Andrew Carter

Homebrew for OS X

Most Unix-based platforms have at least one package management system. Some are like Debian where the package system is one with the operating system. Others are bolted onto the system.

Mac OS X has had two package systems for many years. Fink is a port of the Debian apt system. Macports is primarily a port of the FreeBSD ports system. Unlike Linux, both of these are sandboxes that you run on top of the Apple supplied system. In many ways, this is not unlike Cygwin for Windows.

In my opinion, both Fink and Macports suffer from the fact that neither makes an effort to integrate with the core operating system. I already have a tested version of Perl or Python on my system. I’d rather the package system stuck with this as much as possible.

Now there is a new package manager on the scene called Homebrew. I think it is very promising. It is similar in approach to Macports in that you build recipes in a high level scripting language. Macports uses TCL and Homebrew uses my favorite language Ruby. Both pull down a source package, configure it, and build the code. Both also manage dependencies and attempt to get other supporting libraries.

There are three major differences. The first is that Homebrew is trying to augment the existing Mac OS X distribution from Apple. It uses what is already installed as much as it can. The other difference is that recipe development is very simple using Ruby. The last major improvement is that Homebrew is developed on GitHub so forking and submitting recipes is trivial.

Changes to Default Install

I’ve spent some time getting familiar with Homebrew the past week or so. I like what I’ve seen but I don’t completely agree with the recommended installation. I’m offering my approach as an alternate.

There are two things I don’t agree with. The first is installing Homebrew in /usr/local. Although Mac OS X surprisingly doesn’t ship with a default /usr/local directory, this path has such strong meaning to anyone who uses other Unix systems like Linux. I absolutely expect to download the source to /usr/local/src and build it by hand.

The second recommendation I don’t agree with is to make the Homebrew directory user owned instead of root. This is probably more a matter of preference but I’d rather mimic the typical behavior of root owning software available system wide. The reasons the Homebrew team give are valid but I guess I’m stuck in my ways.

Setting up Homebrew

The author of Homebrew made a very good decision to allow it to be installed anywhere you want. So the first thing to do is pick where you want your Homebrew install to live. The approach is to put the software into a special directory called HOMEBREW_PATH/Cellar. Any binaries are symlinked in HOMEBREW/bin.

I recommend emulating what Macports does and creating a standalone location for Homebrew. I picked /opt/homebrew for my install but you can chose whatever you want. I also use root as the owner so my commands will be using sudo.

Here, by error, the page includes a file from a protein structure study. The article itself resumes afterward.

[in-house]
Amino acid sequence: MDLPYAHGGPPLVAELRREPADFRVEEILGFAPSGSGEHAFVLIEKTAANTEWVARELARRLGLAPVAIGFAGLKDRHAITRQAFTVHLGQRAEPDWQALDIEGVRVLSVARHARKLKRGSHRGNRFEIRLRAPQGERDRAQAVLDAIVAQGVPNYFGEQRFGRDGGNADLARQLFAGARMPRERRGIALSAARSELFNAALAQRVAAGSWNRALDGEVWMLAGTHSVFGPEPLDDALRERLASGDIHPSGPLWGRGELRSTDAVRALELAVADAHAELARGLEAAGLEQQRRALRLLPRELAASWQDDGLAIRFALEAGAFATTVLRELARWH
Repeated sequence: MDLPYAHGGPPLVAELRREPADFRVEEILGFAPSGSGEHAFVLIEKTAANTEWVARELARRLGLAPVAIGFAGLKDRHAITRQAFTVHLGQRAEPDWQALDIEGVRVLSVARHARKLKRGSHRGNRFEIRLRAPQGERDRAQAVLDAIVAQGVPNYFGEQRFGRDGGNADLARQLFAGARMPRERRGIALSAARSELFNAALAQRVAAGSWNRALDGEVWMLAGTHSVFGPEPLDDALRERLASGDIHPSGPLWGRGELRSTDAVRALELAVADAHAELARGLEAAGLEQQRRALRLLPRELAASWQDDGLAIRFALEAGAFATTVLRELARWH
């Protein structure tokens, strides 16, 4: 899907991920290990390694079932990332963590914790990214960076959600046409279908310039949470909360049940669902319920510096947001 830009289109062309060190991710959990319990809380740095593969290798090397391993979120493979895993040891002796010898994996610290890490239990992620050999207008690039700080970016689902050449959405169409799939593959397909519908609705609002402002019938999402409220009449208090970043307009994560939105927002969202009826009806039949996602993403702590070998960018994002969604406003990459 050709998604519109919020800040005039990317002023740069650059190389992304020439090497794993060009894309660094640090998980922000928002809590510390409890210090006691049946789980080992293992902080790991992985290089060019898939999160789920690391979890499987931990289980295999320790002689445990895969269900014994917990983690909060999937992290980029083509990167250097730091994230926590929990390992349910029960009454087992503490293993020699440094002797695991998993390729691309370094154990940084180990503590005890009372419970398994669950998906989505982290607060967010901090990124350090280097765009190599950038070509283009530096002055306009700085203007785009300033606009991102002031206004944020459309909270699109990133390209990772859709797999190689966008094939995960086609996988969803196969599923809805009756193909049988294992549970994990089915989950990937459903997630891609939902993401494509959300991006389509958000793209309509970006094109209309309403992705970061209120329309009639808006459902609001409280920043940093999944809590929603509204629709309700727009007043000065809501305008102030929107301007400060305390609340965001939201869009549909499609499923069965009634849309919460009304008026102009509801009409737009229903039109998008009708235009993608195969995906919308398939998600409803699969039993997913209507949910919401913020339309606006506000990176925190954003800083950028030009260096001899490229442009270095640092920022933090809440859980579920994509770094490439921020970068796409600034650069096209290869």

sudo mkdir -p /opt/homebrew

Next, bootstrap an initial install of Homebrew. You can either git clone the repository directory or pull down a tarball of the master branch:

sudo -s
cd /opt
curl -L | tar xz --strip 1 -C homebrew

Since I’ve chosen to install Homebrew into its own directory, I need to make the paths available. Mac OS X uses path_helper as a way of defining the PATH and MANPATH settings. The path_helper will read /etc/paths and all entries in /etc/paths.d. The files are nothing more than a path to add separated by newline. There is a similar arrangement of /etc/manpaths and /etc/manpaths.d. If you prefer, you can just add these to your PATH and MANPATH variable in your profile:

sudo -s
echo "/opt/homebrew/bin" > /etc/paths.d/homebrew
echo "/opt/homebrew/share/man" > /etc/manpaths.d/homebrew

Start up a new shell and test out brew:

sudo brew list

You should see nothing installed. Now try installing a package:

sudo brew install wget

When it is complete, you should have a /opt/homebrew/bin/wget symlinked to the binary. There are the typical package options (search, install, uninstall, list). Commands are in the form of brew action formula.

The recipes files are simply Ruby scripts in the HOMEBREW/Library/Formula directory. These files can be updated. To convert your Homebrew to a git clone:

sudo brew update

Your Homebrew directory is now a git clone of the project. This means you can do all the normal cool git activities you want. Create a new branch to test out formula changes. Track other user’s formulas by adding a git remote. Merge as you please. It is extremely flexible and elegant.

Homebrew is relatively new. The package list is much smaller than Fink or Macports. But there is a lot of activity around the project and I’ve already had great interactions with other users creating packages.

I think the advantage of my layout is that Homebrew is isolated cleanly and I can selectively use it to add packages. I can still install and build software to /usr/local with no conflicts. For example, I prefer the binary MySQL and Git installs over using the packages since I rely on these packages and don’t want to deal with any issues building them. For other software like ImageMagick or ffmpeg, Homebrew is a great way to easily add it and keep it up to date.